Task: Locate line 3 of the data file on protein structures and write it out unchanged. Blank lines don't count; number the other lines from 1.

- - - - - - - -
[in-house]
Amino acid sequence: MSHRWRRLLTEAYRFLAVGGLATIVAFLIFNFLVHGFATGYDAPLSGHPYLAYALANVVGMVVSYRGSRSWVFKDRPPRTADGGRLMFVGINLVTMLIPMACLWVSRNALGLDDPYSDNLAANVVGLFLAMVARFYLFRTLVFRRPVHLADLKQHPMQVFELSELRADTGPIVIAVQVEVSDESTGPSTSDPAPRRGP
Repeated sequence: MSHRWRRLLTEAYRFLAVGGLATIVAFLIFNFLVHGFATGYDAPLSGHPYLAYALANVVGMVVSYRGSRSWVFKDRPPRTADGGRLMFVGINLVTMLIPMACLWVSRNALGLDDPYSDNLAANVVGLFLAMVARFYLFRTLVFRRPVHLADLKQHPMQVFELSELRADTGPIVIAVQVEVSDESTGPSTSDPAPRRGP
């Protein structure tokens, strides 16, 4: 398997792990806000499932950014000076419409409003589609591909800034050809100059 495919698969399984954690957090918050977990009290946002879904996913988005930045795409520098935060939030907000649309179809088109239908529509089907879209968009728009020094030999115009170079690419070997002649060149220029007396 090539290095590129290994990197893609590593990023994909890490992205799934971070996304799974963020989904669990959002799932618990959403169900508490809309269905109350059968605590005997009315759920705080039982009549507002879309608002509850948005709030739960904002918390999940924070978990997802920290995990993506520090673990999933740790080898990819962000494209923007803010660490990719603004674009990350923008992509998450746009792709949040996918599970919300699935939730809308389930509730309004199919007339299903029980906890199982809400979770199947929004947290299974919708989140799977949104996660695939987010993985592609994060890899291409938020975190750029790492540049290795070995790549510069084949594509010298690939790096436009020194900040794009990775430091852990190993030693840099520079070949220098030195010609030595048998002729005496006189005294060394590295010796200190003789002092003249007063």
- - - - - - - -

Repeated sequence: MSHRWRRLLTEAYRFLAVGGLATIVAFLIFNFLVHGFATGYDAPLSGHPYLAYALANVVGMVVSYRGSRSWVFKDRPPRTADGGRLMFVGINLVTMLIPMACLWVSRNALGLDDPYSDNLAANVVGLFLAMVARFYLFRTLVFRRPVHLADLKQHPMQVFELSELRADTGPIVIAVQVEVSDESTGPSTSDPAPRRGP